You might be skeptical about going to see a band that is playing only their 10th gig. But The International Swingers isn’t just any band.

Glen Matlock was the original bassist for the Sex Pistols, co-writing most of their songs. He later played with Rich Kids, Iggy Pop and a re-formed version of Faces.

Guitarist James Stevenson was in the UK punk band Chelsea, plus for a short time in Generation X with Billy Idol and for a longer time with Gene Loves Jezebel.

Clem Burke was and continues to be the drummer for Blondie, and he has played with Eurythmics, Bob Dylan and The Ramones (as “Elvis Ramone”). Finally, singer Gary Twinn’s resume includes Supernaut, Twenty Flight Rockers and Speedtwinn.

The International Swingers will be coming to Whiskey Richards, 435 State St. in Santa Barbara, on Tuesday night. Click here for tickets. Don’t miss this one, punk rockers!

The following is from a phone conversation with Matlock and Stevenson, who called from Los Angeles. Click here for the full interviews, with lots more on the Sex Pistols, Chelsea, etc.

Jeff Moehlis: What can we look forward to at the upcoming show?

Glen Matlock: It’s a good, fun night. The musicians — some of them [laughs] — are at the top of their ability, they’ve reached the top of their technical prowess. We’ve kind of knit really well as a band. A good band is about the chemistry, and having the whole be better than the sum of the parts. And we’ve got that. Basically we’re a covers band, but we cover our own songs. I think we’re allowed to do that, you know?

James Stevenson: We do a set of the greatest hits of all the bands we’ve ever been in. Then we’ve been trying to work on some original material, so we’ve got four original songs that we do, and then a couple of other songs we do that we just all love, that we just do for fun.

JM: And how did you come together? It sounds like you guys all knew each other.

JS: We all knew each other.  I’ve been with Glen on and off. I played in his solo band, which is called The Philistines. It was actually Gary.

His band Supernaut had a huge hit record in Australia about 25 years ago, and he used to go over there with his band. The rest of them are Australian. His agent had thought that he should do something new, maybe you can get some friends together and come over with a different band. So he rang me, Clem and Glen, and asked if we thought it was a good idea. So we came to L.A., rehearsed the set, and we just found that we really enjoyed playing together. So the first gigs we did were out there in Australia in December.

JM: Are there plans beyond this tour, maybe an album?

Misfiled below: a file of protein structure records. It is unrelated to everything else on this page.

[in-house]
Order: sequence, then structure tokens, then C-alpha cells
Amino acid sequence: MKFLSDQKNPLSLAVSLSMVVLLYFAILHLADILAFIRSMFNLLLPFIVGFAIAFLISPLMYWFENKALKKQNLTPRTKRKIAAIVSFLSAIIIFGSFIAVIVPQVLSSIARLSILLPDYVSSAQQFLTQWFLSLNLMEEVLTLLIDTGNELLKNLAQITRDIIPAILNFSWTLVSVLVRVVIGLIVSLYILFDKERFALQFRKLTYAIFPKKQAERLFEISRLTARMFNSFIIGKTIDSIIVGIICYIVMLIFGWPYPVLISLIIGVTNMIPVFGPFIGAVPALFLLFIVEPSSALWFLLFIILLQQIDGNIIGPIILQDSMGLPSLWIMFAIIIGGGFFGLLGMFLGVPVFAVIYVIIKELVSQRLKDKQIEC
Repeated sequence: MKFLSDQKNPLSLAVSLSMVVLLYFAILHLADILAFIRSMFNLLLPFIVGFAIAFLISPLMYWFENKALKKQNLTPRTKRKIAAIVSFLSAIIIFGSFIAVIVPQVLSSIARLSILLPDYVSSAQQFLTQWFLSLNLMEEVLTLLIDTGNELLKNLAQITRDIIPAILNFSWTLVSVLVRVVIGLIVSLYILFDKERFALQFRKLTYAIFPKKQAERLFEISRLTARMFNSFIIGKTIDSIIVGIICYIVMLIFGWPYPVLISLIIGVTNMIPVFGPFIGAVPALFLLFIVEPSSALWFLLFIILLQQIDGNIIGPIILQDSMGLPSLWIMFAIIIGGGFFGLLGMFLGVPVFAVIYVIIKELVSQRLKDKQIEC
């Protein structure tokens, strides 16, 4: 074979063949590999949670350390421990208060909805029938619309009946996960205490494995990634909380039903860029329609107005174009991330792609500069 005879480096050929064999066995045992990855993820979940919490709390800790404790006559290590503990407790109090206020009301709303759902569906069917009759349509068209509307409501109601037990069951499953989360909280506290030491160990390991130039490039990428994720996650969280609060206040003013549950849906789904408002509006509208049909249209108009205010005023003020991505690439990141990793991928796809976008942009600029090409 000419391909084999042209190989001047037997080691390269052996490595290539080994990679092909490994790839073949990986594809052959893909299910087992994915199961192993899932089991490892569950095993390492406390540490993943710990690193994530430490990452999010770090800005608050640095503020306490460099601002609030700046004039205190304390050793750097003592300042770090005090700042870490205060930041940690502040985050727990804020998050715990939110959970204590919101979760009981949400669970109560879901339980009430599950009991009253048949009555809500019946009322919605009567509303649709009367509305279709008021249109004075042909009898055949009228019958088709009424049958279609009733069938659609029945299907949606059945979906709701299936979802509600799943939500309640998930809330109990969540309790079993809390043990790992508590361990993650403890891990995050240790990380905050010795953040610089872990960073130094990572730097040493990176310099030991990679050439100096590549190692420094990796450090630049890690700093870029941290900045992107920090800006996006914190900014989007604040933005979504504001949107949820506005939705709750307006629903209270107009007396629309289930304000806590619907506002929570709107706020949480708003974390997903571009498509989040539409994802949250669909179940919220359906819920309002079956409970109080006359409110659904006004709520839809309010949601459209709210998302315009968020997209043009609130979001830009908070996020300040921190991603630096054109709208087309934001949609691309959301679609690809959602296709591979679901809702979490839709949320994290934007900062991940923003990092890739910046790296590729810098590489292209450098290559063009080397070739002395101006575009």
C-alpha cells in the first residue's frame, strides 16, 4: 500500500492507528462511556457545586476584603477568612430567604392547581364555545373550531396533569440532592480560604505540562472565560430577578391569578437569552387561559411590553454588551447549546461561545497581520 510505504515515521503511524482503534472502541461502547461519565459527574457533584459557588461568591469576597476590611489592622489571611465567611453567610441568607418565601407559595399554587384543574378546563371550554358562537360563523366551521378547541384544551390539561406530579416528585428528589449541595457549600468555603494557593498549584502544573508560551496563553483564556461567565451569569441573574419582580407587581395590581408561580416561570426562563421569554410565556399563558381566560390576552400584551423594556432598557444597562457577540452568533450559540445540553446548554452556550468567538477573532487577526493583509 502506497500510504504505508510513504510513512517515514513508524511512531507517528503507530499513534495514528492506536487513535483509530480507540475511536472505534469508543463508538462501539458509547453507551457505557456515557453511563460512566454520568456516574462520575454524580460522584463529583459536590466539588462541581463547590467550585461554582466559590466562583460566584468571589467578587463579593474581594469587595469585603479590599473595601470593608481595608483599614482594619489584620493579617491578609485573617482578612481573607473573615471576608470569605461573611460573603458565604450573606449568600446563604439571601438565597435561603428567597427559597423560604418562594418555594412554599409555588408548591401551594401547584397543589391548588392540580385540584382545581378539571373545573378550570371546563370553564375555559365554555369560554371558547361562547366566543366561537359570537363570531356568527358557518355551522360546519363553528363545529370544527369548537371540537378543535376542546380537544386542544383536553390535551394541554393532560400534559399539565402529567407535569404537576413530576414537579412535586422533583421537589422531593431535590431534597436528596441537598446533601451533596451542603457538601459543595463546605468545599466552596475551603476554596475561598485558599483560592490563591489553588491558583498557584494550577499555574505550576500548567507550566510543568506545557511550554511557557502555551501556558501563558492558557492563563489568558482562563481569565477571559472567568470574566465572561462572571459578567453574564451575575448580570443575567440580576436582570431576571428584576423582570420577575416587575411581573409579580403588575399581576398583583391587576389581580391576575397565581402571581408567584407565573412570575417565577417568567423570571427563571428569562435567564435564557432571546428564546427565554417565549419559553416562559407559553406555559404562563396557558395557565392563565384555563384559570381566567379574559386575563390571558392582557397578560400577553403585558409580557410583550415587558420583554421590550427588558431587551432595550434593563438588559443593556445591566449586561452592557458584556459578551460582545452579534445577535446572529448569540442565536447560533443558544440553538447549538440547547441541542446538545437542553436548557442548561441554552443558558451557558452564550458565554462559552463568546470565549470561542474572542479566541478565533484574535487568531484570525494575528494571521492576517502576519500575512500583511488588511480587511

GM: Some bands, everybody’s like, “Oh, we need a record deal. You’ve got to love us because we’re great and we’re gonna change the world!” Well, not really. And that comes across. People are trying, they’re really desperate. But we’re not desperate. We’ve all done stuff of reasonable acclaim. We’re not resting on our laurels, but we’re relaxed.

We don’t have to prove anything. So we’re gonna have fun. And that fun comes across — it’s a natural, organic kind of thing. Unless you’re having fun doing it, and actually do it for the love of it, there’s not much point, really. You can tell when it’s real and when it’s posed, and it’s certainly not posed for us.

JM: Glen, at the time did you have any idea how influential the Sex Pistols were or were going to be?

GM: Well, I never even thought past the end of the week, and I rarely do now anyway because I normally make plans and those kind of crumble. But we kind of knew we had something. Eventually we had time to rationalize it, and we stuck out like a sore thumb with what was going on at the time. I do think that the only way of doing anything is just by sticking to your guns and sticking your head out. Luckily it worked. Lots of people rallied around us. Everybody was looking for change at the time. But, yes, it is surprising that people still go on about it.

JM: Do you want to set the record straight on anything about your music, your career or the punk scene?

JS: I think one of the misconceptions is that none of the punk bands could play their instruments. Most of the people in punk bands, both in the America and in the U.K., were all actually all really good players.

We think of The International Swingers as kind of a punk band, in a way. It’s just about getting up and having a go, playing, entertaining the audience, without thinking too hard about it.

Noozhawk contributing writer Jeff Moehlis is a professor of mechanical engineering at UCSB. Upcoming show recommendations, advice from musicians, interviews and more are available on his Web site,